INDIANAPOLIS — Jodi Golden is bullish on rural Indiana’s economic future.
Only a month into her job, the new executive director of Indiana’s Office of Community and Rural Affairs — which oversees nearly $30 million in annual federal and state grants — is eager to “see all the potential and assets that rural Indiana has to offer.”
The agency she’s leading remains largely under the public’s radar, but its mission involves big lifts: supervising efforts across the state to improve small downtowns, clearing housing blight, preserving historic properties, helping coordinate community development efforts, and assisting communities with storm water, wastewater and drinking water issues.
“We’re here to help rural Indiana succeed,” Golden told IBJ.
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But Golden’s sunny outlook doesn’t blind her to the challenges residents in rural Indiana face. Per-capital income in rural Indiana was $37,566 in 2015, compared to $43,187 in urban areas, according to the U.S. Department of Agriculture. And average education attainment levels for rural residents are also lower.
The Indianapolis Business Journal spoke to Golden — who recently left her job in Illinois Gov. Bruce Rauner’s administration to return to Indiana, where she once oversaw the state’s 529 college savings plan program — about opportunities in rural Indiana. The interview has been edited for length and clarity.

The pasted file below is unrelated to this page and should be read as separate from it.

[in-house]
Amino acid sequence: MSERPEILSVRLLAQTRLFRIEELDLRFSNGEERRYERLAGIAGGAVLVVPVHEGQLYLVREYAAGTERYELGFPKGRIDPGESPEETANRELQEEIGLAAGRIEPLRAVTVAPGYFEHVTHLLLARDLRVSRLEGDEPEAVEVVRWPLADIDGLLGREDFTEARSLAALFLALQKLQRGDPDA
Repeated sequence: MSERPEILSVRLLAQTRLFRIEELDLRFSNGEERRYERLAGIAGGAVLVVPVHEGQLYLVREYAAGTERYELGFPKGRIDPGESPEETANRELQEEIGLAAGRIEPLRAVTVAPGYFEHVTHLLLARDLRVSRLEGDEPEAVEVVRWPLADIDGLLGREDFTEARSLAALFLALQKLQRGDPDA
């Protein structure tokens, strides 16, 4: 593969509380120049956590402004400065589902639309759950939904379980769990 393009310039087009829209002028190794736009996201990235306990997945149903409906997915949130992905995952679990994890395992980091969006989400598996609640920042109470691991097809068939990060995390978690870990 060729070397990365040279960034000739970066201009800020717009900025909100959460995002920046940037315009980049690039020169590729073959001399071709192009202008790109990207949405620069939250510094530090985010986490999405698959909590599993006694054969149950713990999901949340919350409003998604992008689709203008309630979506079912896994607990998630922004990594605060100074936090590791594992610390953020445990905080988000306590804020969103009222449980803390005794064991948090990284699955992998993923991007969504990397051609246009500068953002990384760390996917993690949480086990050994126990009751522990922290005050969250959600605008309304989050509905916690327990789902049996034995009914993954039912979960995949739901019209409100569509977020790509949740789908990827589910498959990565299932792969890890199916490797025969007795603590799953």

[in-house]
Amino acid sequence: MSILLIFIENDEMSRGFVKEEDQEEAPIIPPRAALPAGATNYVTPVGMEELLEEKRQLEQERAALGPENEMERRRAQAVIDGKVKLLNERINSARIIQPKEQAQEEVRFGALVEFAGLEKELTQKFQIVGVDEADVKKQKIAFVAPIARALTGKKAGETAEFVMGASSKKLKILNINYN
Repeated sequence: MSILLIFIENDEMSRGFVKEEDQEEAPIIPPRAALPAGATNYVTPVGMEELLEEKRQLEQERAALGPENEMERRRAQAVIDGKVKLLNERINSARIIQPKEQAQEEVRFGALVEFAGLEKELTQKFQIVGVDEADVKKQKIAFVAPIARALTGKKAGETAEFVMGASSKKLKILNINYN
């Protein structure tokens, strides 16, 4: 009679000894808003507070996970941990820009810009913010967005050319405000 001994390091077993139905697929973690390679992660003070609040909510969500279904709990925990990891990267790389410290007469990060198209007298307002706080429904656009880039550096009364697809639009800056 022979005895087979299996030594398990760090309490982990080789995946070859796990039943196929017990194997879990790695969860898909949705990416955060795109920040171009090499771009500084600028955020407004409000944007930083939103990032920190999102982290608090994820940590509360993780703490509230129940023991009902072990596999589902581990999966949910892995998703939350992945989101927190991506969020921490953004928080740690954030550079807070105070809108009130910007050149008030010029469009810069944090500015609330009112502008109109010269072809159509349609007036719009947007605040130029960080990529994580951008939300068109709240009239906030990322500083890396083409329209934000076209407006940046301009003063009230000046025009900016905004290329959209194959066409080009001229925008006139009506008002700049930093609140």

IBJ: What are the economic development possibilities for rural Indiana?
Golden: There’s probably a misconception that rural Indiana is a bunch of farm fields. I think the rural areas are the next economic frontier. Rural Indiana does some serious heavy lifting by providing food, water, fuel, energy, jobs. You do have innovative people, innovative leaders that want to bring new and creative ideas to their areas. One of the biggest assets is the people. I think our job is to provide rural communities opportunities to partner and collaborate that enhances their quality of place and their quality of life. Even remote areas can be places where Hoosiers want to live and work and grow.
IBJ: Why do you believe rural areas are primed for growth?
Golden: While studies have shown that much of rural Indiana, and rural America for that matter, have suffered disproportionately over the past decade compared to their urban counterparts, there is reason for renewed optimism in Indiana. Through collaborative partnerships such as the Stellar Communities Designation Program and the Indiana Regional Cities Initiative, the state is … focusing on transforming regions into nationally recognized destinations to live, work and play.
IBJ: That prediction seems counterintuitive to the current narrative. How do you counter longtime trends?
Golden: We have to continue — through the two programs I previously mentioned and others — to improve the infrastructure and capacity within our rural communities. Not only are they competing with larger Indiana cities to bring in more business, but with rural and urban cities and towns throughout the country and world. We also have to work closely with our partners at (the Indiana Economic Development Corp.) to ensure the business tax structure continues to be competitive and we create the perfect conditions for businesses to locate in Indiana.
IBJ: What industries or opportunities are the future for these rural areas?